We all know how the story ends- the person that you sought recompense and revenge upon seeks that same revenge upon you. Back and forth, greater intensity and greater anger and hatred, till someone gets killed maybe emotionally, or financially, or physically and the war is over. But its not, because the other person in doing this revenge has lost their very heart and soul in the process and they are dead on the inside as well.

But the Bible says an eye for an eye, doesn’t that give me permission?

The history of the passage an eye for an eye does not set any precedence for this rage driven revenge. Knowing that revenge and desire for retribution is the norm in sinful humanity this passage sets limits on that desire. It follows in the daily and even legal interactions of people from an understanding of lex talionis or the “law of retribution.” This law provided a boundary and limited the scope for revenge, which without boundaries always tends to escalate and blow out of proportion. There was a principal of equivalence and even restraint in action especially in the legal context, but probably more importantly it treated every life and the body of every person as equal and valuable regardless of social, racial or economic status. (Gibbs 302)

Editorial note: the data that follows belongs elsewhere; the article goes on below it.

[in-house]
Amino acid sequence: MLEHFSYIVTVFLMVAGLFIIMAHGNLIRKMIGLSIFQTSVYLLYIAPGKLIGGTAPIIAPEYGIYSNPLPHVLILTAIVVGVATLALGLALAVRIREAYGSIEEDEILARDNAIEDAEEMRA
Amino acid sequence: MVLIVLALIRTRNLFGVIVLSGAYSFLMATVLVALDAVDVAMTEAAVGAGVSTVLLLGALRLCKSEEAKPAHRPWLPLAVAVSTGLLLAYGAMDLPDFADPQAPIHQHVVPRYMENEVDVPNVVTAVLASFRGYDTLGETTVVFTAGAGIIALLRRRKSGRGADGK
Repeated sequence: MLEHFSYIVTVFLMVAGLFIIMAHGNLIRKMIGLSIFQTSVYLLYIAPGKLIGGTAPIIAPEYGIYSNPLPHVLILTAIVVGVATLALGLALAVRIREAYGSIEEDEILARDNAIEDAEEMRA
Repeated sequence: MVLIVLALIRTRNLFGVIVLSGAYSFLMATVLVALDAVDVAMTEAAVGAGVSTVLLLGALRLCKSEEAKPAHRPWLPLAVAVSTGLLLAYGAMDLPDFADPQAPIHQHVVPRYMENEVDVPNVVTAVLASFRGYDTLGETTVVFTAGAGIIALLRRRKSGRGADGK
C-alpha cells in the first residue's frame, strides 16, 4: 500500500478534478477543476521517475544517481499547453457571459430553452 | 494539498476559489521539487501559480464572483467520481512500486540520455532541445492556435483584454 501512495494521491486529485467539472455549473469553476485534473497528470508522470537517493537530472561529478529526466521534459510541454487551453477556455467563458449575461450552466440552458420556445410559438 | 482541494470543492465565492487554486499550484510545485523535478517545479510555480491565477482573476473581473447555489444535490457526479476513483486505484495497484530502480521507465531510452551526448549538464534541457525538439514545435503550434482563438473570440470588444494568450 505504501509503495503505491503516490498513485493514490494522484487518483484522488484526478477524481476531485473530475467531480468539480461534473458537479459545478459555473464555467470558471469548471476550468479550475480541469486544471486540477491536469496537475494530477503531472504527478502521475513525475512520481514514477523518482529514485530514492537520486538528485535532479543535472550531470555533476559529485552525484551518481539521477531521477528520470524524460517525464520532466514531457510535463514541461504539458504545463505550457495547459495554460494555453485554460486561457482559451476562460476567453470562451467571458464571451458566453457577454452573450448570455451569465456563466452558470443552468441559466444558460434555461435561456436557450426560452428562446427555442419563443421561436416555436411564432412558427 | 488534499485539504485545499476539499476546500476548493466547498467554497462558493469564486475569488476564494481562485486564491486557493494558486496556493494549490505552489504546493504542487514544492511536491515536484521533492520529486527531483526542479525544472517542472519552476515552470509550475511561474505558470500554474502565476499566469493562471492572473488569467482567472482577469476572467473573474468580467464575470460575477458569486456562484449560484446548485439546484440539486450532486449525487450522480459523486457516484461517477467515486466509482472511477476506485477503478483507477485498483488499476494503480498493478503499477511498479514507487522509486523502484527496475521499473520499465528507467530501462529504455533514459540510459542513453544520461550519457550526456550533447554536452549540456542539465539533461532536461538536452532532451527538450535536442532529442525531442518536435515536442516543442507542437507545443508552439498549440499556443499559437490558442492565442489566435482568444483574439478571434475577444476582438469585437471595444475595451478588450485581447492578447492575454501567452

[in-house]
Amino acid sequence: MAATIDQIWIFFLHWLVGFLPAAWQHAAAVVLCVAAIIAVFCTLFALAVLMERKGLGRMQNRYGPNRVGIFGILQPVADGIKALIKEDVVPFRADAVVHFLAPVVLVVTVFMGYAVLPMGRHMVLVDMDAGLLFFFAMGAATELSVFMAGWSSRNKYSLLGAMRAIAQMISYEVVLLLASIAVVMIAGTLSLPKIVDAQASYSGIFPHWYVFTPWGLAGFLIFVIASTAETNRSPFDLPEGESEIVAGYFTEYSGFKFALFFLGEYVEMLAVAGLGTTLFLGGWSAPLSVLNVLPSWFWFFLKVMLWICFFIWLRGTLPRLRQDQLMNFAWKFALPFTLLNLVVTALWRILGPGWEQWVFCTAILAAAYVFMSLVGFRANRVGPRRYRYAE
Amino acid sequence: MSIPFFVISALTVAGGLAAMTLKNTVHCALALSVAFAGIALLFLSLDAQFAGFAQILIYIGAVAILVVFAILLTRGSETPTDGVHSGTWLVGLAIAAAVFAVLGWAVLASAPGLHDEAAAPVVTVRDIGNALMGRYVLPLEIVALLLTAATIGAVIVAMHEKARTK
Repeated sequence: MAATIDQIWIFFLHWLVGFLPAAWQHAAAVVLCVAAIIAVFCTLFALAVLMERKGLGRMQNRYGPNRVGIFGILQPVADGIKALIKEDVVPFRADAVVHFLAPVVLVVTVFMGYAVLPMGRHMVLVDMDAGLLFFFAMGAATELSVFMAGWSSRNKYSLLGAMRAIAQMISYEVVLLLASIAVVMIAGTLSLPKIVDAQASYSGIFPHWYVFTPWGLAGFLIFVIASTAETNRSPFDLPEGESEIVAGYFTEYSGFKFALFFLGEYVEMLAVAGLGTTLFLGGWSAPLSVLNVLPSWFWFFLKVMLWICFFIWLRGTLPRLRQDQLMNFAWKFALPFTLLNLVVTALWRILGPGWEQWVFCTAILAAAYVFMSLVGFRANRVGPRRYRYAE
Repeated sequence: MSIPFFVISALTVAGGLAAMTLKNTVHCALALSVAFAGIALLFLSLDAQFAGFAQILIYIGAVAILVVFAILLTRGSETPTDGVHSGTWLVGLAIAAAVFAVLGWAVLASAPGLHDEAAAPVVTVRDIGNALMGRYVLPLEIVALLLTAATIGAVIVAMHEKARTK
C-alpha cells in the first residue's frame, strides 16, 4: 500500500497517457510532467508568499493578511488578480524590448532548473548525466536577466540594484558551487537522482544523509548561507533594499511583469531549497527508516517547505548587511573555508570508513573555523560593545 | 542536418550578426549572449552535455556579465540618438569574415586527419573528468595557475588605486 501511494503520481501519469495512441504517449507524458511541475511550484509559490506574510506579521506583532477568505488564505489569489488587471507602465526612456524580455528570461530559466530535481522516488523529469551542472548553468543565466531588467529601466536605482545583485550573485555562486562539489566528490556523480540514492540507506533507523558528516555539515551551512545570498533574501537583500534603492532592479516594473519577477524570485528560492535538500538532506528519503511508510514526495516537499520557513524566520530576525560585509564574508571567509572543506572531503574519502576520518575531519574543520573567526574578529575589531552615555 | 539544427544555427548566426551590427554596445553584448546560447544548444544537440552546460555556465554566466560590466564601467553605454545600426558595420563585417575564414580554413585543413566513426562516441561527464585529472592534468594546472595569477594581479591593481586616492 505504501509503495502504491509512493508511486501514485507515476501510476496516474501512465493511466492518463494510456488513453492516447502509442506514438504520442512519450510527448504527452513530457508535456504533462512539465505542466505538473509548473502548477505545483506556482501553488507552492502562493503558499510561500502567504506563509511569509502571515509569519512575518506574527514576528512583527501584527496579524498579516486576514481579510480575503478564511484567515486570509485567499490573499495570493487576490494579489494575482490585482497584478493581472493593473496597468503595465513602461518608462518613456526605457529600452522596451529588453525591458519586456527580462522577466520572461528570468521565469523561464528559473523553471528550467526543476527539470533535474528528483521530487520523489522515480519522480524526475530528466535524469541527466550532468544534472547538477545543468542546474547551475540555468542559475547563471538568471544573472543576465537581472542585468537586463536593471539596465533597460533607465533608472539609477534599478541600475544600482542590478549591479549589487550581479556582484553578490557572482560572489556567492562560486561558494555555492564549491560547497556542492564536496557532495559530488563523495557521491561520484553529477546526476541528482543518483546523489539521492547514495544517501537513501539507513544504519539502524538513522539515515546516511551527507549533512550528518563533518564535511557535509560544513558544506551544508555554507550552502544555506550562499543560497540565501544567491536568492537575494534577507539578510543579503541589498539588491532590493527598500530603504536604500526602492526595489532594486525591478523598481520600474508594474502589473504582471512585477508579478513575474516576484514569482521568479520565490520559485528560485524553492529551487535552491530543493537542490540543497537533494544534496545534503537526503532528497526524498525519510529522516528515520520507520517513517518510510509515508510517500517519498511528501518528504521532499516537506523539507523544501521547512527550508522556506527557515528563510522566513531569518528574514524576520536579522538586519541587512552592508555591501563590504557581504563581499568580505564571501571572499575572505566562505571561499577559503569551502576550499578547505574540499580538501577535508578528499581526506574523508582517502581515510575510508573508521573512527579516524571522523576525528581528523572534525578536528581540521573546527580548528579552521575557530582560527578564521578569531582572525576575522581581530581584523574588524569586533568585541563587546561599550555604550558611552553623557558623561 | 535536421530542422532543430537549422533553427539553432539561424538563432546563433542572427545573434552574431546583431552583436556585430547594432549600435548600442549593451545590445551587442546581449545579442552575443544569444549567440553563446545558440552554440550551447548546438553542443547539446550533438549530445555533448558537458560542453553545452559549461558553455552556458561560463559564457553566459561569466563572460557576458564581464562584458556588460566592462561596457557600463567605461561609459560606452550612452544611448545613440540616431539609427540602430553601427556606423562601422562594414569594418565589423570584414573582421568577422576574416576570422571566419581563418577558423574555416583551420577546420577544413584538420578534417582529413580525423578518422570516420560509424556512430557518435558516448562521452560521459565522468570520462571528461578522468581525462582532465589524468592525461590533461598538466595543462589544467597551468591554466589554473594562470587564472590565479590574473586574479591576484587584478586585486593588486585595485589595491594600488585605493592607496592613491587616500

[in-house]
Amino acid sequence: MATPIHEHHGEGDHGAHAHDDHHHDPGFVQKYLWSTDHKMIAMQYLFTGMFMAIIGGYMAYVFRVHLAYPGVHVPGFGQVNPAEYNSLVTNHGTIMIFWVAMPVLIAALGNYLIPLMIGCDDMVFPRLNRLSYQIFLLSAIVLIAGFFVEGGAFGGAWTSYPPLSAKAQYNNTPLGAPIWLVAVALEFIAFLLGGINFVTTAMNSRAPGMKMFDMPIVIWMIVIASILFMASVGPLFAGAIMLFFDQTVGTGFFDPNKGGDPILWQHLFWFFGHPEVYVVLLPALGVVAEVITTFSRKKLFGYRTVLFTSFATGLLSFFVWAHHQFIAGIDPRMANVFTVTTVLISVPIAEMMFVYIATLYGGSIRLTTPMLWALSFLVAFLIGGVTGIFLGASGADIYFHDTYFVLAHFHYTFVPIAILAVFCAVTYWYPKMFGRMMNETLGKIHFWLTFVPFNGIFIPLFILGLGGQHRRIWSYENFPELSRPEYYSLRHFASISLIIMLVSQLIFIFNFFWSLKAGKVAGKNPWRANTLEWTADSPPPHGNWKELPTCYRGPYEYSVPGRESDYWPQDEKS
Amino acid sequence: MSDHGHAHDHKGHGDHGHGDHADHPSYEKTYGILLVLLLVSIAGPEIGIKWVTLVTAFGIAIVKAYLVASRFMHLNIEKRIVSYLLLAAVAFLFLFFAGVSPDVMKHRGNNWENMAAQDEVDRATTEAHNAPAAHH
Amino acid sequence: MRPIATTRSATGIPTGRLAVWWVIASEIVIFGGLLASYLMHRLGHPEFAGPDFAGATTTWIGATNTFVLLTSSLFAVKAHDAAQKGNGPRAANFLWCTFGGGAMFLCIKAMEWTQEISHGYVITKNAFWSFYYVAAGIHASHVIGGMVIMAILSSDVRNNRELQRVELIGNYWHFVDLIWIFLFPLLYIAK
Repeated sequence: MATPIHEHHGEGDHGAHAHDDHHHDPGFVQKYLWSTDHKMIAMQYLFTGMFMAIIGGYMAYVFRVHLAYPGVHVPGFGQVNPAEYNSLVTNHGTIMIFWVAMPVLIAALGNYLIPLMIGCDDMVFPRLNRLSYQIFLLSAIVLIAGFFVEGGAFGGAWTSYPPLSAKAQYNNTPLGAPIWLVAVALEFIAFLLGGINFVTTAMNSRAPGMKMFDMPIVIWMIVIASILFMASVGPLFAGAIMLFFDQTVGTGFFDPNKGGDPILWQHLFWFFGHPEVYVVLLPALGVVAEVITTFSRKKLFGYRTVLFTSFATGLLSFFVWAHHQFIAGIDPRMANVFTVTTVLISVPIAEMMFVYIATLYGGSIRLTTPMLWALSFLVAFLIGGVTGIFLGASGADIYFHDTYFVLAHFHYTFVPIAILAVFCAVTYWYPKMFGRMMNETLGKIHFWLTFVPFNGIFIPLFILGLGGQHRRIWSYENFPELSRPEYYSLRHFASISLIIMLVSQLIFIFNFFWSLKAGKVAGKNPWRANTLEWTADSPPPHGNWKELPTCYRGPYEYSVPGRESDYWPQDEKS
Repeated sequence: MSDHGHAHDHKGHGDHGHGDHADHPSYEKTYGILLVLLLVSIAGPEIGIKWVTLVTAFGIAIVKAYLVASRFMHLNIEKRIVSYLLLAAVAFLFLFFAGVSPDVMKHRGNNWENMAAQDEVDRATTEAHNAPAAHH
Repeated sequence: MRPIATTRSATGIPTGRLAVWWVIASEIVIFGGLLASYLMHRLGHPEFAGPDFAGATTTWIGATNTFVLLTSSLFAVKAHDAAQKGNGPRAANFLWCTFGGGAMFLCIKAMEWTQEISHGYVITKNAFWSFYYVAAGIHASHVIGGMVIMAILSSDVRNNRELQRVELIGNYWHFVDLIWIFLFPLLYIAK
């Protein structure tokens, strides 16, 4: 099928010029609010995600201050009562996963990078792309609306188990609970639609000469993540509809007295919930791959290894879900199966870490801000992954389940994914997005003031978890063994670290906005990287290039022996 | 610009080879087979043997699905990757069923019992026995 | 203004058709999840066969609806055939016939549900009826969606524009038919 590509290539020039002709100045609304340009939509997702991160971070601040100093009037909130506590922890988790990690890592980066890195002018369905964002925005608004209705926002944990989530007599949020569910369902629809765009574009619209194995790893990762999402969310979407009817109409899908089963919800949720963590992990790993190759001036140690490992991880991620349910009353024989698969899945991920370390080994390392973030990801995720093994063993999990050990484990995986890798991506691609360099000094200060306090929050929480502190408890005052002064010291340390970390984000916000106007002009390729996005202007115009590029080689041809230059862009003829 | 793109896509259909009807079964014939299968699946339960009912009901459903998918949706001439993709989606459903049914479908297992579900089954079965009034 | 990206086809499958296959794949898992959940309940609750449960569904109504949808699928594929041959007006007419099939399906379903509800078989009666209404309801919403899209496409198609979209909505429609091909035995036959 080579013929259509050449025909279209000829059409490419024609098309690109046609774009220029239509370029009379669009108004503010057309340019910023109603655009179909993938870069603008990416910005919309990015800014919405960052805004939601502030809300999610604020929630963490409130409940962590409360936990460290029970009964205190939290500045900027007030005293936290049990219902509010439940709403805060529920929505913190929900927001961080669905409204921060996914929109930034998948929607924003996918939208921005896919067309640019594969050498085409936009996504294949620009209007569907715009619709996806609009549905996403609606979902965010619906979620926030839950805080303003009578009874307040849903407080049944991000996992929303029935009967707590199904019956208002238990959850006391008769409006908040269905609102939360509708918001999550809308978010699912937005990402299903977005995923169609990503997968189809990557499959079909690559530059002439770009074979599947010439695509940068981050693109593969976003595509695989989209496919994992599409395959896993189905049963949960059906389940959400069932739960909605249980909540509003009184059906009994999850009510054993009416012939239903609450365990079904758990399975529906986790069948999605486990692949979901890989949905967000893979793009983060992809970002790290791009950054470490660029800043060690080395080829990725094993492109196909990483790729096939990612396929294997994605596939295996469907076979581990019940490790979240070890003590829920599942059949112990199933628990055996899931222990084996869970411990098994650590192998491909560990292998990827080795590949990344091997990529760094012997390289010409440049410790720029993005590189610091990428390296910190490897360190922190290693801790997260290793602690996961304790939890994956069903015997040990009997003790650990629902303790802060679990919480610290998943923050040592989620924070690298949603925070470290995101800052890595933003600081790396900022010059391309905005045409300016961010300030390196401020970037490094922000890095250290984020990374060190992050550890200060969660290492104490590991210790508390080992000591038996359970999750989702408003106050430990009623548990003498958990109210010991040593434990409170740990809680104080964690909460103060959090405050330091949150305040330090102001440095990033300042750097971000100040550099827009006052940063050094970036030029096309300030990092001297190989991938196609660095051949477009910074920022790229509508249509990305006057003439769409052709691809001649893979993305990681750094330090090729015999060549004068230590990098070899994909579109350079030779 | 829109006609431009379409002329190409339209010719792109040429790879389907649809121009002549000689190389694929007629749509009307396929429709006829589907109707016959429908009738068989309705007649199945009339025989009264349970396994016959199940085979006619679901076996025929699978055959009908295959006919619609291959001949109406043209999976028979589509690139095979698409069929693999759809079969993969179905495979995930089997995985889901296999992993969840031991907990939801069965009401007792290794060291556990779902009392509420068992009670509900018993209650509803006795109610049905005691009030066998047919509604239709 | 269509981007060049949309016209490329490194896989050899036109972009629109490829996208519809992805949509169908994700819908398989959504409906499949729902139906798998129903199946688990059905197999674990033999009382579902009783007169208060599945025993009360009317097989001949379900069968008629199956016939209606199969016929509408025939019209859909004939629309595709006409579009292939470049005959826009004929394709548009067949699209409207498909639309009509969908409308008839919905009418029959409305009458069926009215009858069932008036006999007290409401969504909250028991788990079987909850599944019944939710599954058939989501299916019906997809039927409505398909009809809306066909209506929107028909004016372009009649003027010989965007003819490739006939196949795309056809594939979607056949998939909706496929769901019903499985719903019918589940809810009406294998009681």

That is the purpose of the law, whether it is natural, moral or legal, it is to restrain and convict us of the sinful tendencies that plague us, showing us to be sinful and falling short of the glory of God. But when Jesus speaks to His disciples about the life they are called to live in this relationship with Him, He goes beyond the requirements of the law and shows what life in the spirit of Christian love as God has loved us looks like.

“But I say to you, do not resist the one who is evil. But if anyone slaps you on the right cheek, turn to him the other also. (this was to be insulted) and if anyone would sue you and take your tunic, let him have your cloak as well. And if anyone forces you to go one mile, go with him two miles. Give to the one who begs from you, and do not refuse the one who would borrow from you.” Matthew 5:38-42

You can’t be serious we might say to Jesus. Maybe he just meant this in a spiritual, existential sort of way. But we have to remember that Jesus’ audience at the time were Israelites suffering under roman occupation and rule where to be insulted, ridiculed and constricted into forced labor was a common place occurrence. This was not a pie in the sky conversation Jesus was having but grounded in the experiences of the everyday person.